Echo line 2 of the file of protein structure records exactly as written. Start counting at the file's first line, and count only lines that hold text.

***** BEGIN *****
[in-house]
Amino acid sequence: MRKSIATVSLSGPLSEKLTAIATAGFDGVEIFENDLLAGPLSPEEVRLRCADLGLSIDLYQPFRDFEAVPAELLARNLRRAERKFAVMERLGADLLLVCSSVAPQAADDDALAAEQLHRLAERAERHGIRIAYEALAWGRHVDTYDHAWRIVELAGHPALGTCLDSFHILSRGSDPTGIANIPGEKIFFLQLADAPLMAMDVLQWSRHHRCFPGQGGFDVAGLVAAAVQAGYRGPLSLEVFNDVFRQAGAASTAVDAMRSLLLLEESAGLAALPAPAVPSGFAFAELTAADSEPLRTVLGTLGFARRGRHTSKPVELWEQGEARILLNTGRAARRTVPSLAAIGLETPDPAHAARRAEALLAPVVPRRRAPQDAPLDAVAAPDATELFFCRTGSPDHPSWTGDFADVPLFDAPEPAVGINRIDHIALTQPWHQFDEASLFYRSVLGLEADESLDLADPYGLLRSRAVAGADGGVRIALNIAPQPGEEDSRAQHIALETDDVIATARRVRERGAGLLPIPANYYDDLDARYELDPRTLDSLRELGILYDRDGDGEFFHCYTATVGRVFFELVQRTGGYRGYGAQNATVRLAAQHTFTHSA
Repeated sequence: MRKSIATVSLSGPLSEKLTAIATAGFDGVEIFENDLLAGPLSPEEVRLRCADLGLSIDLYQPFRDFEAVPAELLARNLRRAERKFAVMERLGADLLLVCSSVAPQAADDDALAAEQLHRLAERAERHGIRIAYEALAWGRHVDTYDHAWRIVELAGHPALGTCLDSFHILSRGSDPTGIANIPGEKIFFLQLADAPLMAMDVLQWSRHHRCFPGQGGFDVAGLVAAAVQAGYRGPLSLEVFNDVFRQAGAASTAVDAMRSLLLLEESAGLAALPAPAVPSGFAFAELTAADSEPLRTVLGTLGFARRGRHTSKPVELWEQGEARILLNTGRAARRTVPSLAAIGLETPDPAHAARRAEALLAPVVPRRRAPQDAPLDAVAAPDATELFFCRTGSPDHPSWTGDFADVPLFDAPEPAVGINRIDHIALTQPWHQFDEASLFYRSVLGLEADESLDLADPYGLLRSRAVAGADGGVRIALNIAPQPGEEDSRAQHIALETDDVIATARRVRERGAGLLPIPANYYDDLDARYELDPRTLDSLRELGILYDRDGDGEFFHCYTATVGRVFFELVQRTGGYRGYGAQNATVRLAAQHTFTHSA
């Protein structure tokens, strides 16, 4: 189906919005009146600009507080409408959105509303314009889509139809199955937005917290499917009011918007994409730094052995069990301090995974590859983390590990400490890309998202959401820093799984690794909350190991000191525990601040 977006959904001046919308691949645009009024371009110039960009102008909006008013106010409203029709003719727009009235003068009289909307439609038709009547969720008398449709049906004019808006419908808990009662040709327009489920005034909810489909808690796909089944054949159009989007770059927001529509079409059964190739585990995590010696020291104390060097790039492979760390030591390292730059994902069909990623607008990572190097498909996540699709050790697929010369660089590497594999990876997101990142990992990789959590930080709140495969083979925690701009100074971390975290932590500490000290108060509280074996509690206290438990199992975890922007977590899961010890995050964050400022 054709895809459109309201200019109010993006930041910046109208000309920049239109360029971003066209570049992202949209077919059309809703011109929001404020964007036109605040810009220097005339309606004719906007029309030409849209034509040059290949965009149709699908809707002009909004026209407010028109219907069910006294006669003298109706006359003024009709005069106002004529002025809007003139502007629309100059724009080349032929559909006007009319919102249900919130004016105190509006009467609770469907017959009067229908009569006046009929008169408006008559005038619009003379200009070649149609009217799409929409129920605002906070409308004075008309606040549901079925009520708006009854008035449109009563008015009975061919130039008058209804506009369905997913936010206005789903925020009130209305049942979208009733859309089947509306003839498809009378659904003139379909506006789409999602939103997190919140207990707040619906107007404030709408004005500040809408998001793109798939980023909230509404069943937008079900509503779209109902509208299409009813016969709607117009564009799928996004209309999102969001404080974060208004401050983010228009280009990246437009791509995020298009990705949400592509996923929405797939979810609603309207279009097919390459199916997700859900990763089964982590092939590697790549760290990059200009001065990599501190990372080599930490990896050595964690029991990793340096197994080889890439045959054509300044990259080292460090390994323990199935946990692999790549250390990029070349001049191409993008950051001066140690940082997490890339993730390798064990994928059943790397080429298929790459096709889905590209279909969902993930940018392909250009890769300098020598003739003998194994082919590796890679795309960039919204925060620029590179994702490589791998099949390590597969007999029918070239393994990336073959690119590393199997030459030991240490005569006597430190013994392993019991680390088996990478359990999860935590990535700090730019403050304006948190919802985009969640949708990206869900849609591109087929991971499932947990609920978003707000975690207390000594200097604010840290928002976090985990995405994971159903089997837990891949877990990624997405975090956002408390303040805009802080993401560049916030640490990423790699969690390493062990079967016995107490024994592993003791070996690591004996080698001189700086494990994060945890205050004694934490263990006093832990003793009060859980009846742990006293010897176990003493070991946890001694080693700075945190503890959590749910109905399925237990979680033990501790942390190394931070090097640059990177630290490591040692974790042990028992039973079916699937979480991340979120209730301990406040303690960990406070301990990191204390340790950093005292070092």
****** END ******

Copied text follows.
Amino acid sequence: MRKSIATVSLSGPLSEKLTAIATAGFDGVEIFENDLLAGPLSPEEVRLRCADLGLSIDLYQPFRDFEAVPAELLARNLRRAERKFAVMERLGADLLLVCSSVAPQAADDDALAAEQLHRLAERAERHGIRIAYEALAWGRHVDTYDHAWRIVELAGHPALGTCLDSFHILSRGSDPTGIANIPGEKIFFLQLADAPLMAMDVLQWSRHHRCFPGQGGFDVAGLVAAAVQAGYRGPLSLEVFNDVFRQAGAASTAVDAMRSLLLLEESAGLAALPAPAVPSGFAFAELTAADSEPLRTVLGTLGFARRGRHTSKPVELWEQGEARILLNTGRAARRTVPSLAAIGLETPDPAHAARRAEALLAPVVPRRRAPQDAPLDAVAAPDATELFFCRTGSPDHPSWTGDFADVPLFDAPEPAVGINRIDHIALTQPWHQFDEASLFYRSVLGLEADESLDLADPYGLLRSRAVAGADGGVRIALNIAPQPGEEDSRAQHIALETDDVIATARRVRERGAGLLPIPANYYDDLDARYELDPRTLDSLRELGILYDRDGDGEFFHCYTATVGRVFFELVQRTGGYRGYGAQNATVRLAAQHTFTHSA